Sunday, August 02, 2009

Alligators in Ellesmere Island?

Ellesmere Island, which lies within the Canadian Arctic Archipelago, appears to have once been the home of alligators, according to the fossil records of the Eocene epoch (see After the Dinosaurs: The Age of Mammals, 2006. By Donald R Prothero. Bloomington (Indiana): Indiana University Press). Alligators cannot tolerate freezing temperatures for long. Such tidbits are of interest to any folks who want to take a long view concerning temperature variations of the earth.

Moving to more contemporary pursuits, Richard Lindzen, the Alfred P. Sloan Professor of Atmospheric Science at MIT, suggests the signature of Greenhouse warming (that the warming should be accompanied by rather large changes in atmospheric temperatures in the tropics) has not occurred. The warming levels that have occurred in the atmosphere of the tropics imply that perhaps only a third of surface warming has been due to the greenhouse effect, and it is unclear how much of that small effect could be attributable to humans. Lindzen says:

This contradiction is rendered more acute by the fact that there has been no statistically significant net global warming for the last fourteen years. Modelers defend this situation by arguing that aerosols have cancelled much of the warming, and that models adequately account for natural unforced internal variability. However, a recent paper (Ramanathan, 2007) points out that aerosols can warm as well as cool, while scientists at the UK’s Hadley Centre for Climate Research recently noted that their model did not appropriately deal with natural internal variability thus demolishing the basis for the IPCC’s iconic attribution (Smith et al, 2007). Interestingly (though not unexpectedly), the British paper did not stress this. Rather, they speculated that natural internal variability might step aside in 2009, allowing warming to resume. Resume? Thus, the fact that warming has ceased for the past fourteen years is acknowledged. It should be noted that, more recently, German modelers have moved the date for ‘resumption’ up to 2015 (Keenlyside et al, 2008).
So should we hope that the political class taxes us to save us from ourselves? Who has lobbied hard for Kyoto? Enron (will we see some revisionist history on that score), Goldman Sachs lobbies fro cap and trade. If Healthcare is a 1000 page bill, how big will a final cap and trade bill be? If a bill is too big to read, maybe it's too big to pass.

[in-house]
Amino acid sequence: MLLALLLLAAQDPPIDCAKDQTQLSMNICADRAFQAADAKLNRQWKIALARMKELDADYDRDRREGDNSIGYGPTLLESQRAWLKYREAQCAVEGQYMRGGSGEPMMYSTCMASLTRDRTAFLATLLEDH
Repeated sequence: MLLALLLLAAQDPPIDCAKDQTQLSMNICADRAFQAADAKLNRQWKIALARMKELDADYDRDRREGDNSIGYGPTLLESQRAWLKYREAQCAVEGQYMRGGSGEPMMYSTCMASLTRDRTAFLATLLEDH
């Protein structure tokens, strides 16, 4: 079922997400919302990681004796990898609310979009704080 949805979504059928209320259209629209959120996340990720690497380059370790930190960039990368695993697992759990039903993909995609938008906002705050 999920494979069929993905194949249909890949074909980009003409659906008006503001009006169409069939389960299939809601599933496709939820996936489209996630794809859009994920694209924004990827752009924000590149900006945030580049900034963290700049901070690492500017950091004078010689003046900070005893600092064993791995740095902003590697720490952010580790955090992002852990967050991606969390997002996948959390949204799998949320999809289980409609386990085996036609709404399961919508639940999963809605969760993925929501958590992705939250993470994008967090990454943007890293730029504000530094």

Thursday, July 23, 2009

Animated Engines

When I was a kid my brother owned a toy steam engine. It was similar to the Wilesco engine pictured to the right. You could connect a belt to its wheel and drive toy pieces of machinery with it. I remember it having a miniature table saw that could cut paper. We chopped up a lot of paper with that thing.

As you can imagine, it vastly entertained a young male's mind. There was an element of danger about it, with its little boiler of scalding water under pressure chugging away and, in our fevered imaginations, always ready to explode at any moment. Thus, we had great respect for the engine's pressure release valve. We fiddled with it endlessly to make sure it wasn't clogged.

However, the point of this post isn't really nostalgia. The other day I ran across a website called Animated Engines. The owner of it has methodically drawn frame by frame diagrams of engines with Autocad, which he then animates (and the speed of his animated gifs can be controlled). He's got 7 types of internal combustion engines, 10 steam engines, and 4 Stirling engines diagrammed. Quite fascinating to see all the approaches to building engines.

It was watching the animations of the steam engines that reminded me of my brother's toy. As much as we played with it, and as much as we fretted over the pressure release valve, watching the animation made me realize I never actually knew how it worked. Turns out the things had some really clever valve mechanisms to spin the drive wheel. The variety of their form is also interesting.

The site is worth spending a bit of time exploring.